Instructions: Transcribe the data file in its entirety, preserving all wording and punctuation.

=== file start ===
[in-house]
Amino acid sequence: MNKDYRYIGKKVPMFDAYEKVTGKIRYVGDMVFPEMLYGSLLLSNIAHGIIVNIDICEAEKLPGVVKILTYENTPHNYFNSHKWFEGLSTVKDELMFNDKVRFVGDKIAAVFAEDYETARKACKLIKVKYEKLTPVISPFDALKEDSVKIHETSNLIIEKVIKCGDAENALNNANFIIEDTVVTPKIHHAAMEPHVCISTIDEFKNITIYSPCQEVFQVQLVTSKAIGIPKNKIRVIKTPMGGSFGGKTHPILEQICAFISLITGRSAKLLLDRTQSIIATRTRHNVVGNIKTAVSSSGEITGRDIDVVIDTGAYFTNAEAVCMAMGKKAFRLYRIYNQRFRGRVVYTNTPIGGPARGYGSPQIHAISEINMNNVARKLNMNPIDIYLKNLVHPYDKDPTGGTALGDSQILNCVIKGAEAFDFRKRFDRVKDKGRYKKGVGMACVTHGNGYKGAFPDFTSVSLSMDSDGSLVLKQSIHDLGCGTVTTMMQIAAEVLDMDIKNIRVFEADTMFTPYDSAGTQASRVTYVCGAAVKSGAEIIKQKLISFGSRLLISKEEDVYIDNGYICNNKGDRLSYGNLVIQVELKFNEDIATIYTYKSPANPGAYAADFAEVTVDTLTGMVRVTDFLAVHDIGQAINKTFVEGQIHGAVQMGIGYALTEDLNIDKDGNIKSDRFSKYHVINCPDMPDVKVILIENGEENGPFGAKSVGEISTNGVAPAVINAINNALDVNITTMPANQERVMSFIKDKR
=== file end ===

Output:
[in-house]
Amino acid sequence: MNKDYRYIGKKVPMFDAYEKVTGKIRYVGDMVFPEMLYGSLLLSNIAHGIIVNIDICEAEKLPGVVKILTYENTPHNYFNSHKWFEGLSTVKDELMFNDKVRFVGDKIAAVFAEDYETARKACKLIKVKYEKLTPVISPFDALKEDSVKIHETSNLIIEKVIKCGDAENALNNANFIIEDTVVTPKIHHAAMEPHVCISTIDEFKNITIYSPCQEVFQVQLVTSKAIGIPKNKIRVIKTPMGGSFGGKTHPILEQICAFISLITGRSAKLLLDRTQSIIATRTRHNVVGNIKTAVSSSGEITGRDIDVVIDTGAYFTNAEAVCMAMGKKAFRLYRIYNQRFRGRVVYTNTPIGGPARGYGSPQIHAISEINMNNVARKLNMNPIDIYLKNLVHPYDKDPTGGTALGDSQILNCVIKGAEAFDFRKRFDRVKDKGRYKKGVGMACVTHGNGYKGAFPDFTSVSLSMDSDGSLVLKQSIHDLGCGTVTTMMQIAAEVLDMDIKNIRVFEADTMFTPYDSAGTQASRVTYVCGAAVKSGAEIIKQKLISFGSRLLISKEEDVYIDNGYICNNKGDRLSYGNLVIQVELKFNEDIATIYTYKSPANPGAYAADFAEVTVDTLTGMVRVTDFLAVHDIGQAINKTFVEGQIHGAVQMGIGYALTEDLNIDKDGNIKSDRFSKYHVINCPDMPDVKVILIENGEENGPFGAKSVGEISTNGVAPAVINAINNALDVNITTMPANQERVMSFIKDKR